Amazon: Field leveller or overlord?

Amazon kindle select has been a useful tool for me in my first few months in the indie-publishing world. But has now run it’s course in being helpful and turned the corner to become a hindrance.

For those who don’t know what select is, essentially it’s a 90 day programme that authors sign their books up for. We make our ebooks exclusive to Amazon and their lending service for Premium Amazon members. This means we cannot sell our ebook through any other outlet, including on our own websites.

In return we get 5 days of 90 in which we can offer the book as a free promo. This is really useful for getting the book linked to other books in the genre, getting on sales charts, and therefore more visibility, and getting readers who will hopefully review the book or try another title from the same author.

The usefulness of this free promo has recently been hobbled somewhat but as I don’t do algorithms and stuff you can find out how so elsewhere.

I’ve found the select programme useful up until now but things have happened that are making me remove my books from the programme.

I want to distribute my novel Bobby’s Boy elsewhere. Smashwords, apple, Barnes & noble etc. amazon will not let me do this while in select. I could live with that in the short-term, say 12 months or so, but Amazon have shifted the goalposts twice over in recent weeks.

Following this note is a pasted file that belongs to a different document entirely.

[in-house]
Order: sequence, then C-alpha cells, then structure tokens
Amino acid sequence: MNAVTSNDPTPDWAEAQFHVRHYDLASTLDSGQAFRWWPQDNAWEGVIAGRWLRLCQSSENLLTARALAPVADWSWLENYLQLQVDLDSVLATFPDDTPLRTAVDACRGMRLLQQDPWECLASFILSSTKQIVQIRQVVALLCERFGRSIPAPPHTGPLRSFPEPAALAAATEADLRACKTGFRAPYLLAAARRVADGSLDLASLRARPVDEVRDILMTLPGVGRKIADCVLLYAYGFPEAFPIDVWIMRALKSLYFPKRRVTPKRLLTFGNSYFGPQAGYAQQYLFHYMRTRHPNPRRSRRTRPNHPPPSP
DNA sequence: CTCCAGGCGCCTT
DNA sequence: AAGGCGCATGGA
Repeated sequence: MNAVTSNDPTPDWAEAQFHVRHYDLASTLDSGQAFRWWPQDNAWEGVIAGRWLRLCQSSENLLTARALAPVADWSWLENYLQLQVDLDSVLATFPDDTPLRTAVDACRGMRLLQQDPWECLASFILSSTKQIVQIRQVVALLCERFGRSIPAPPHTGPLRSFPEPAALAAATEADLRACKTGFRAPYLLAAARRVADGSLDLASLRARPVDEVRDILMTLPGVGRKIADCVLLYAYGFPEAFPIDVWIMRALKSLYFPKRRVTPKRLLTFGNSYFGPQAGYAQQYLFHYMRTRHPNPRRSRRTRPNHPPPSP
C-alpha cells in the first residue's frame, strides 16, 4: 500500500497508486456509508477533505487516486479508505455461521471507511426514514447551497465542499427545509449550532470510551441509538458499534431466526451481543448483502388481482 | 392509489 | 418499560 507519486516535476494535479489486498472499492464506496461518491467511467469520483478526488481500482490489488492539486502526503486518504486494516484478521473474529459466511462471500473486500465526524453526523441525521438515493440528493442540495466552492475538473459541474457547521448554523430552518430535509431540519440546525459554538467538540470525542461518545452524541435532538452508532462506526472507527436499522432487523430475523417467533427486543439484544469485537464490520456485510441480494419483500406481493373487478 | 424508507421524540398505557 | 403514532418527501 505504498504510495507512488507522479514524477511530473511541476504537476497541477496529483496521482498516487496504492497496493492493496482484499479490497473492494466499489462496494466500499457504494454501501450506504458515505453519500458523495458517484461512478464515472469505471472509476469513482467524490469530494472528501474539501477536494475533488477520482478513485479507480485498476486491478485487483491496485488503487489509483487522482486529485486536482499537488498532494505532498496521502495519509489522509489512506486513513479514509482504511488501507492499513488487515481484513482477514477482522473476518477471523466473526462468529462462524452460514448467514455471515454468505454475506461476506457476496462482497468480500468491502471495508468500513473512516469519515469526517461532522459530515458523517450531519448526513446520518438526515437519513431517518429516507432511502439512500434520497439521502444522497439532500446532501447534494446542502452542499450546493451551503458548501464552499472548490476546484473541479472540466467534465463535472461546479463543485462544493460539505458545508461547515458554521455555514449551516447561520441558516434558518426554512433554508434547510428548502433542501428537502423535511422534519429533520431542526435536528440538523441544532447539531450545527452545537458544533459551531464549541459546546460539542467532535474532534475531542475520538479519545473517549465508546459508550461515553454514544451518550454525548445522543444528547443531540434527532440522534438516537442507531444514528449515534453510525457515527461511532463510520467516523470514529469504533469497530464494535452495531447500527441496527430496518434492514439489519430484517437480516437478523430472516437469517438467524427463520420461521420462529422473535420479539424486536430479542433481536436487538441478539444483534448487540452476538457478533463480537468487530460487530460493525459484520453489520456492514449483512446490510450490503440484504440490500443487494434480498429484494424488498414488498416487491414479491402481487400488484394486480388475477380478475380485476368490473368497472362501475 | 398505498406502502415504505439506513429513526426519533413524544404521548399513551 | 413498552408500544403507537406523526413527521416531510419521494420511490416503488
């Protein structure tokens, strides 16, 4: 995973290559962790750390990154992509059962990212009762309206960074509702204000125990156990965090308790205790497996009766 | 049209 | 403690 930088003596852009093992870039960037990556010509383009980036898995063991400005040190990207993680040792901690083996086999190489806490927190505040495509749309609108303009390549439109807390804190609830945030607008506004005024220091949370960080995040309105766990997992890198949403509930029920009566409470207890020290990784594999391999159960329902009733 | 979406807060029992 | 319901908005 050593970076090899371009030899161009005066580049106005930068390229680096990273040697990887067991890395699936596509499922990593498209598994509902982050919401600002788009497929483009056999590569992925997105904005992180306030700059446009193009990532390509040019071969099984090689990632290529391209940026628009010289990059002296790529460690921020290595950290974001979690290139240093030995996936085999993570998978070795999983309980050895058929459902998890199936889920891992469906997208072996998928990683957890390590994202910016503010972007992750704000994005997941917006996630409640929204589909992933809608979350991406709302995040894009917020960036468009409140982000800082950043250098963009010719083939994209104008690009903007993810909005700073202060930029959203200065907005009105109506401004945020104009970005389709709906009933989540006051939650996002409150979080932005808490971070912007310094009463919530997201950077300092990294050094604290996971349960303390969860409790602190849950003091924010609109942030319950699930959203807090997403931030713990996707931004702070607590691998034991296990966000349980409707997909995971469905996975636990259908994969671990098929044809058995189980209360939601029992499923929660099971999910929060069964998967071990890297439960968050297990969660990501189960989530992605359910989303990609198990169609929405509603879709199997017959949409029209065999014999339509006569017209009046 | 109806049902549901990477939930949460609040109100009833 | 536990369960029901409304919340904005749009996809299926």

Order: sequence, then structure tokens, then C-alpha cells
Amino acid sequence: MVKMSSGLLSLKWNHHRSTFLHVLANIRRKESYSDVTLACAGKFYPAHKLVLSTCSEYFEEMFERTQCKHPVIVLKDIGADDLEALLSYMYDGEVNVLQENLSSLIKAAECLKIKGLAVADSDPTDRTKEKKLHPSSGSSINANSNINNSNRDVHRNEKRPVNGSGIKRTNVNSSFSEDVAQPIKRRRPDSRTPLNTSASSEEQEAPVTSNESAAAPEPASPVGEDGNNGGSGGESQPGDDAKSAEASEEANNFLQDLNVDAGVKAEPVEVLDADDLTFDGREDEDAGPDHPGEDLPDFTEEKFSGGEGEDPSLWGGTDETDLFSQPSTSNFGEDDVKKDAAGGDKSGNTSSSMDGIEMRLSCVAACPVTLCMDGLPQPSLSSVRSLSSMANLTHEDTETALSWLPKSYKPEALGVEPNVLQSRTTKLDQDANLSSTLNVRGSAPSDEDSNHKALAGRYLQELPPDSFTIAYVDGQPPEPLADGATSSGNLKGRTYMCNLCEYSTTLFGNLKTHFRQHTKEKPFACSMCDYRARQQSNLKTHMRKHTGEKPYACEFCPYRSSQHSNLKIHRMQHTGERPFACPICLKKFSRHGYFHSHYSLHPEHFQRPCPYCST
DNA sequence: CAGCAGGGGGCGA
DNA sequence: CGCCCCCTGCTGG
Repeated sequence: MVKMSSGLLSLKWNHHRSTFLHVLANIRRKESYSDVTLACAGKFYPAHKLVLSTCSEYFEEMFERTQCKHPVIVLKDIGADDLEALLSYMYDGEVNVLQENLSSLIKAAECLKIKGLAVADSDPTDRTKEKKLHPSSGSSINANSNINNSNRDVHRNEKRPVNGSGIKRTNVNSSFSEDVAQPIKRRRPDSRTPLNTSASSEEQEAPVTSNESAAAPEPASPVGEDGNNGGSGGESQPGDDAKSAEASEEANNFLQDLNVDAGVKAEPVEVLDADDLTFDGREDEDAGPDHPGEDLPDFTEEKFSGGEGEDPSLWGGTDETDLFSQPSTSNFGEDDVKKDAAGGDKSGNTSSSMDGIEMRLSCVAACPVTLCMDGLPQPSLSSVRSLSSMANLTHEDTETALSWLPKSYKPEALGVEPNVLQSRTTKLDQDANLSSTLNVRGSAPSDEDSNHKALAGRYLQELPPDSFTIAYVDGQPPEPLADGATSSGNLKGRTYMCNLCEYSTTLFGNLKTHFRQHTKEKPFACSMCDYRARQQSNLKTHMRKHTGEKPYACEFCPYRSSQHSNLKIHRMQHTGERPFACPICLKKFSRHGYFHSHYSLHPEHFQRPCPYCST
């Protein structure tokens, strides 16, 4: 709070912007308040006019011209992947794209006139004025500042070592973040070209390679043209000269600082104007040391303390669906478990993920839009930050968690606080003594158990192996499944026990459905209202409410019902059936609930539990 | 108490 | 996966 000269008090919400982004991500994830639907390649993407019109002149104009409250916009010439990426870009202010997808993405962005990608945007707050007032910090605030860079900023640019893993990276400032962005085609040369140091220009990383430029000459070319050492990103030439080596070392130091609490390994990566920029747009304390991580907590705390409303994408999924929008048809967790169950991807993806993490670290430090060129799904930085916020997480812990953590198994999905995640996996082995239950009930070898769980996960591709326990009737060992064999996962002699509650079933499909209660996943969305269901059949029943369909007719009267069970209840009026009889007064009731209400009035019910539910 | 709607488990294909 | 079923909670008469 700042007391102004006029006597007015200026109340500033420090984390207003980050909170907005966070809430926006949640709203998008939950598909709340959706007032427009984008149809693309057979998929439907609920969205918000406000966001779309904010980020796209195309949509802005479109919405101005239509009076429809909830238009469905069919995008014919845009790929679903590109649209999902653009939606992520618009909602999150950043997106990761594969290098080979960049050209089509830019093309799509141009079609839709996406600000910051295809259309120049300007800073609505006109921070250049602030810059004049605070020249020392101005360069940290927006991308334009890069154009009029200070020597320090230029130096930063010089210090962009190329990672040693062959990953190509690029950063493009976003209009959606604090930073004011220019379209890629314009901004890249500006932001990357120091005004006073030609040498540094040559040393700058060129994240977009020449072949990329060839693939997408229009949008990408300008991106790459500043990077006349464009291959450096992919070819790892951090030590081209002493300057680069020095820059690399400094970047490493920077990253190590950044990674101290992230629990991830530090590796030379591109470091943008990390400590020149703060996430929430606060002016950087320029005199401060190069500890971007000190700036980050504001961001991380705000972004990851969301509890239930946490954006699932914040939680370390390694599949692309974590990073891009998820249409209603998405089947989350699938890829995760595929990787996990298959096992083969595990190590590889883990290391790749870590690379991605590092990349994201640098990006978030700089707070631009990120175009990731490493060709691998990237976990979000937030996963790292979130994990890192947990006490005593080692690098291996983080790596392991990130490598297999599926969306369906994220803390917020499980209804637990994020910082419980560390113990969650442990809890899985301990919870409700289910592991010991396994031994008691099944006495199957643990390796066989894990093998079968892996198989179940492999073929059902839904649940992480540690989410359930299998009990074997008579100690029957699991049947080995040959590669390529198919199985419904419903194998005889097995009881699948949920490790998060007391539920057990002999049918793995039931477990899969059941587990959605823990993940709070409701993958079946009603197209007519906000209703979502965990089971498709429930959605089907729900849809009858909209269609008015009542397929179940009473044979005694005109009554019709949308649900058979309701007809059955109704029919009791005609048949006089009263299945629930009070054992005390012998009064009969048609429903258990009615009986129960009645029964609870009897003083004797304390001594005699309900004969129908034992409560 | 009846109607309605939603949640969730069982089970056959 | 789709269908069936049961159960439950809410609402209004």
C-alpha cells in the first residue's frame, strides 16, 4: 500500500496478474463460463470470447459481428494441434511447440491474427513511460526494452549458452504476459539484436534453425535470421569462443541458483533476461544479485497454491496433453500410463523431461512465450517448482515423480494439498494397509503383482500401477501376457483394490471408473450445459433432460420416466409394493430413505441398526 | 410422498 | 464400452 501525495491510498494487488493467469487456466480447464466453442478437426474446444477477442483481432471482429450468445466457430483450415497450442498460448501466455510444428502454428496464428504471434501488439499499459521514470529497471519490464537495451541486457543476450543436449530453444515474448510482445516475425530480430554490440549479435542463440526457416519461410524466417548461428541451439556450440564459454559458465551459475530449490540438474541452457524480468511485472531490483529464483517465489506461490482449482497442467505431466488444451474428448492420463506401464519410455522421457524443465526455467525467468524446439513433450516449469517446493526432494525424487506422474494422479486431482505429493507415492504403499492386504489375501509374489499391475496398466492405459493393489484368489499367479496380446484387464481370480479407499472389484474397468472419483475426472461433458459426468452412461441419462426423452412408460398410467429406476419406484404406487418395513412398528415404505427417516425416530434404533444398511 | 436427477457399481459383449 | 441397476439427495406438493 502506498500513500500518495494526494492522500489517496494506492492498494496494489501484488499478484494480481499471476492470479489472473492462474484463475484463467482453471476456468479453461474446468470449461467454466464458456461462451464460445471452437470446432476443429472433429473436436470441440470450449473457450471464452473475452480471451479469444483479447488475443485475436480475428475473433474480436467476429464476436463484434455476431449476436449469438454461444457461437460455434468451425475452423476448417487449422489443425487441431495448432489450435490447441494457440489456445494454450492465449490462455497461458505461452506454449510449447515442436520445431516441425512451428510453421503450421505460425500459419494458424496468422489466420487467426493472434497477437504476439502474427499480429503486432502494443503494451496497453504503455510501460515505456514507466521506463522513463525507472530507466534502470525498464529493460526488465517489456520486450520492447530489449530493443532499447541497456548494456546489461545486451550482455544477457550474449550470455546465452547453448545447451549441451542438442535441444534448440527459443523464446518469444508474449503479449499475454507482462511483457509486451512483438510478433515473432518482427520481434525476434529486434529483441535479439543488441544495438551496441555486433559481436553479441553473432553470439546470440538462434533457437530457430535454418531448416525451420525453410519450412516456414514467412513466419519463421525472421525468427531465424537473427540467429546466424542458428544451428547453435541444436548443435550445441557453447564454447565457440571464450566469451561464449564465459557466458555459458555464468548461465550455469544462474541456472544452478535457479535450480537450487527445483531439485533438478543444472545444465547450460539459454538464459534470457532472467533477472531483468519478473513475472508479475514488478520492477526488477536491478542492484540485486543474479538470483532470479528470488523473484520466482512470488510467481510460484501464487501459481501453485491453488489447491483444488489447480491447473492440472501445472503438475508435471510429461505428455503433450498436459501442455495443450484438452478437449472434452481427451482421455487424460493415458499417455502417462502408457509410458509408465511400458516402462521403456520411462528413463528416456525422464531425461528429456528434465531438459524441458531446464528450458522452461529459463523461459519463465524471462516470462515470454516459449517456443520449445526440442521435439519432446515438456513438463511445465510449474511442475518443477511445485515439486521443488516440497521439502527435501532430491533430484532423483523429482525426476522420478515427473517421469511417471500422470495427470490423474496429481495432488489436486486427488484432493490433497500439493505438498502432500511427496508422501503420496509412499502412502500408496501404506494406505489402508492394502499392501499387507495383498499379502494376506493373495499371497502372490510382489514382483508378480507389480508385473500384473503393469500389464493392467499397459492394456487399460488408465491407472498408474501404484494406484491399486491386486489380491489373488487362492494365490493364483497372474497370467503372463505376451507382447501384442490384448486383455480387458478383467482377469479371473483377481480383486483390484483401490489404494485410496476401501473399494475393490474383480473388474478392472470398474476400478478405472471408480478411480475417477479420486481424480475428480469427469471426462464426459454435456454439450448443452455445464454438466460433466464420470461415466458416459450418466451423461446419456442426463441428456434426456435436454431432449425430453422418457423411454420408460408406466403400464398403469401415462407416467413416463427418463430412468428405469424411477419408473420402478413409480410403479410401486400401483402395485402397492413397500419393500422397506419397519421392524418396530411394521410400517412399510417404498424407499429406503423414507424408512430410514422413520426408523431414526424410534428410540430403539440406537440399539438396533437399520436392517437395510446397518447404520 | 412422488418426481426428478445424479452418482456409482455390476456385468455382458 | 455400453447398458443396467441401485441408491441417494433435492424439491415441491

Firstly they’ve prohibited soliciting readers for any author. Yep, we’re not allowed any promo anywhere on Amazon for our books or we get told to remove it or they’ll remove us. The books that make Amazon themselves money? Not helpful.

Secondly I get email after email from the masters telling me to make sure the content in my book belongs to me or they’ll pull it from sale. Essentially, because I promo excerpts from my books on my own blogsite and others (remember I can’t promo on Amazon) their net scanners/snoopers email me accusing me of putting stuff from the net in my book. “no it’s the other way round you clods”. Still I have to notify them of every site I post excerpts on to prove the book’s authenticity.

Whilst I greatly appreciate the forum and outlet that amazon gives authors I hate being monitored in this way.

Thirdly, reviews from professional reviewing websites are now being prohibited on Amazon. Friends and family in unlimited numbers can post as many reviews as they like, but genuinely impartial reviewers are being blocked as they are “professionals”.

Lastly: I recently secured a deal to distribute my novel in every library in North Lanarkshire (and the possibility of uk-wide distribution). A deal like this is huge for an indie-author but contravenes the Kindle Select agreement even though the books will be distributed for free by the libraries.

I want as many people as possible to read my books and a free outlet by the libraries is ideal.

So bye kindle select.

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How I self published: Part 4: Marketing

Should I use Amazon’s Kindle Publishing, Smashwords, Goodreads or POD services like Lulu and Createspace?